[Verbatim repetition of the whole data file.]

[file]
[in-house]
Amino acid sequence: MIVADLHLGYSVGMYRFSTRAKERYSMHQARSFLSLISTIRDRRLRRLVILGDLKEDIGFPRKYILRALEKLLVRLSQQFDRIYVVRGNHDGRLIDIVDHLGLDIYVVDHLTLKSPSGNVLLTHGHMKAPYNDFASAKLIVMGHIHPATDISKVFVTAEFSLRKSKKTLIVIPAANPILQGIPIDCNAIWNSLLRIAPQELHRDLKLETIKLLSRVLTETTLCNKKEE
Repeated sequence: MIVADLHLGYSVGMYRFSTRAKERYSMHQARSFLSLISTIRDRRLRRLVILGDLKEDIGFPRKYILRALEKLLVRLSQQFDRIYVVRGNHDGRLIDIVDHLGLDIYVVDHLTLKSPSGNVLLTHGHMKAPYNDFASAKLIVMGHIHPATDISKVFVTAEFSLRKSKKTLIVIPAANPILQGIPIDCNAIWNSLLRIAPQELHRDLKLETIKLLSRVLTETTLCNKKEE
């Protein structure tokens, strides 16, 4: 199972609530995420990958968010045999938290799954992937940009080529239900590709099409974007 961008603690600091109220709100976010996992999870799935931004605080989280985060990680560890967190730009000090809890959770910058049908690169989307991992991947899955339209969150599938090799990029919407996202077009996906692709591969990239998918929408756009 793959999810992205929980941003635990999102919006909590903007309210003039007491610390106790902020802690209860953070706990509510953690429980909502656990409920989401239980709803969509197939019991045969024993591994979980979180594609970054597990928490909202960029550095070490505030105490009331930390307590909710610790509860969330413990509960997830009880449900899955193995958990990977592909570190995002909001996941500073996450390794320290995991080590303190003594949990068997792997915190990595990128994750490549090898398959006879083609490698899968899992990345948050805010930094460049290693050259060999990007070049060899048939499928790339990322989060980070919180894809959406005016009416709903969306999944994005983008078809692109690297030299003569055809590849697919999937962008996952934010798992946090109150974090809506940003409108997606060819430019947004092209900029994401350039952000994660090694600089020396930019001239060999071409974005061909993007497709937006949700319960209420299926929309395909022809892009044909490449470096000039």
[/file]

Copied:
[in-house]
Amino acid sequence: MIVADLHLGYSVGMYRFSTRAKERYSMHQARSFLSLISTIRDRRLRRLVILGDLKEDIGFPRKYILRALEKLLVRLSQQFDRIYVVRGNHDGRLIDIVDHLGLDIYVVDHLTLKSPSGNVLLTHGHMKAPYNDFASAKLIVMGHIHPATDISKVFVTAEFSLRKSKKTLIVIPAANPILQGIPIDCNAIWNSLLRIAPQELHRDLKLETIKLLSRVLTETTLCNKKEE
Repeated sequence: MIVADLHLGYSVGMYRFSTRAKERYSMHQARSFLSLISTIRDRRLRRLVILGDLKEDIGFPRKYILRALEKLLVRLSQQFDRIYVVRGNHDGRLIDIVDHLGLDIYVVDHLTLKSPSGNVLLTHGHMKAPYNDFASAKLIVMGHIHPATDISKVFVTAEFSLRKSKKTLIVIPAANPILQGIPIDCNAIWNSLLRIAPQELHRDLKLETIKLLSRVLTETTLCNKKEE
């Protein structure tokens, strides 16, 4: 199972609530995420990958968010045999938290799954992937940009080529239900590709099409974007 961008603690600091109220709100976010996992999870799935931004605080989280985060990680560890967190730009000090809890959770910058049908690169989307991992991947899955339209969150599938090799990029919407996202077009996906692709591969990239998918929408756009 793959999810992205929980941003635990999102919006909590903007309210003039007491610390106790902020802690209860953070706990509510953690429980909502656990409920989401239980709803969509197939019991045969024993591994979980979180594609970054597990928490909202960029550095070490505030105490009331930390307590909710610790509860969330413990509960997830009880449900899955193995958990990977592909570190995002909001996941500073996450390794320290995991080590303190003594949990068997792997915190990595990128994750490549090898398959006879083609490698899968899992990345948050805010930094460049290693050259060999990007070049060899048939499928790339990322989060980070919180894809959406005016009416709903969306999944994005983008078809692109690297030299003569055809590849697919999937962008996952934010798992946090109150974090809506940003409108997606060819430019947004092209900029994401350039952000994660090694600089020396930019001239060999071409974005061909993007497709937006949700319960209420299926929309395909022809892009044909490449470096000039």